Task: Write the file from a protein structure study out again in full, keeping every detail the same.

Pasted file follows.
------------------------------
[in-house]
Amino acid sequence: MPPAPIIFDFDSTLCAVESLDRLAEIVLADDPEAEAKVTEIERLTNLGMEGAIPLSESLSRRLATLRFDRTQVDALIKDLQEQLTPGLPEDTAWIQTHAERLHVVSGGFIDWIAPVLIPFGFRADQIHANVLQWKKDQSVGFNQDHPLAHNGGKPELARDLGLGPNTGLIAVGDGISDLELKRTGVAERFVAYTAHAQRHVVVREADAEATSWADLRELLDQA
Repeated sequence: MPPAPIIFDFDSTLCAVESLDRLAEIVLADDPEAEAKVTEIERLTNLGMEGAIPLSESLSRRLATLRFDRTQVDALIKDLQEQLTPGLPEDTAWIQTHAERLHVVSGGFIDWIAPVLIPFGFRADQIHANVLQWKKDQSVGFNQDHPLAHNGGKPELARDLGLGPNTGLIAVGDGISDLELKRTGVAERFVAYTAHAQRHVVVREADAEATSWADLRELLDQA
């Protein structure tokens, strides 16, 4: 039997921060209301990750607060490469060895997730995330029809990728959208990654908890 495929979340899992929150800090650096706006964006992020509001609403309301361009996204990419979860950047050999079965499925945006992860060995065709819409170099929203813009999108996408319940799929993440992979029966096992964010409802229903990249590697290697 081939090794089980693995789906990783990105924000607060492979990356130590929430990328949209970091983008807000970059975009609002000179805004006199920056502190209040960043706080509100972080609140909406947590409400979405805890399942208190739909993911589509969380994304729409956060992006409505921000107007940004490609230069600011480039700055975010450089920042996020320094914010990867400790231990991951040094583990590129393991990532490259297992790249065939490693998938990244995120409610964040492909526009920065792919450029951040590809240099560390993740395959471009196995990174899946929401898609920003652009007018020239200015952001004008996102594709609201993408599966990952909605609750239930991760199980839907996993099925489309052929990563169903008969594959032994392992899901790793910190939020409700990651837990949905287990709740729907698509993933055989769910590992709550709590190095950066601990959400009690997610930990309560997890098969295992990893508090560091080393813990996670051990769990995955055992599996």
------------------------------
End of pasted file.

[in-house]
Amino acid sequence: MPPAPIIFDFDSTLCAVESLDRLAEIVLADDPEAEAKVTEIERLTNLGMEGAIPLSESLSRRLATLRFDRTQVDALIKDLQEQLTPGLPEDTAWIQTHAERLHVVSGGFIDWIAPVLIPFGFRADQIHANVLQWKKDQSVGFNQDHPLAHNGGKPELARDLGLGPNTGLIAVGDGISDLELKRTGVAERFVAYTAHAQRHVVVREADAEATSWADLRELLDQA
Repeated sequence: MPPAPIIFDFDSTLCAVESLDRLAEIVLADDPEAEAKVTEIERLTNLGMEGAIPLSESLSRRLATLRFDRTQVDALIKDLQEQLTPGLPEDTAWIQTHAERLHVVSGGFIDWIAPVLIPFGFRADQIHANVLQWKKDQSVGFNQDHPLAHNGGKPELARDLGLGPNTGLIAVGDGISDLELKRTGVAERFVAYTAHAQRHVVVREADAEATSWADLRELLDQA
């Protein structure tokens, strides 16, 4: 039997921060209301990750607060490469060895997730995330029809990728959208990654908890 495929979340899992929150800090650096706006964006992020509001609403309301361009996204990419979860950047050999079965499925945006992860060995065709819409170099929203813009999108996408319940799929993440992979029966096992964010409802229903990249590697290697 081939090794089980693995789906990783990105924000607060492979990356130590929430990328949209970091983008807000970059975009609002000179805004006199920056502190209040960043706080509100972080609140909406947590409400979405805890399942208190739909993911589509969380994304729409956060992006409505921000107007940004490609230069600011480039700055975010450089920042996020320094914010990867400790231990991951040094583990590129393991990532490259297992790249065939490693998938990244995120409610964040492909526009920065792919450029951040590809240099560390993740395959471009196995990174899946929401898609920003652009007018020239200015952001004008996102594709609201993408599966990952909605609750239930991760199980839907996993099925489309052929990563169903008969594959032994392992899901790793910190939020409700990651837990949905287990709740729907698509993933055989769910590992709550709590190095950066601990959400009690997610930990309560997890098969295992990893508090560091080393813990996670051990769990995955055992599996």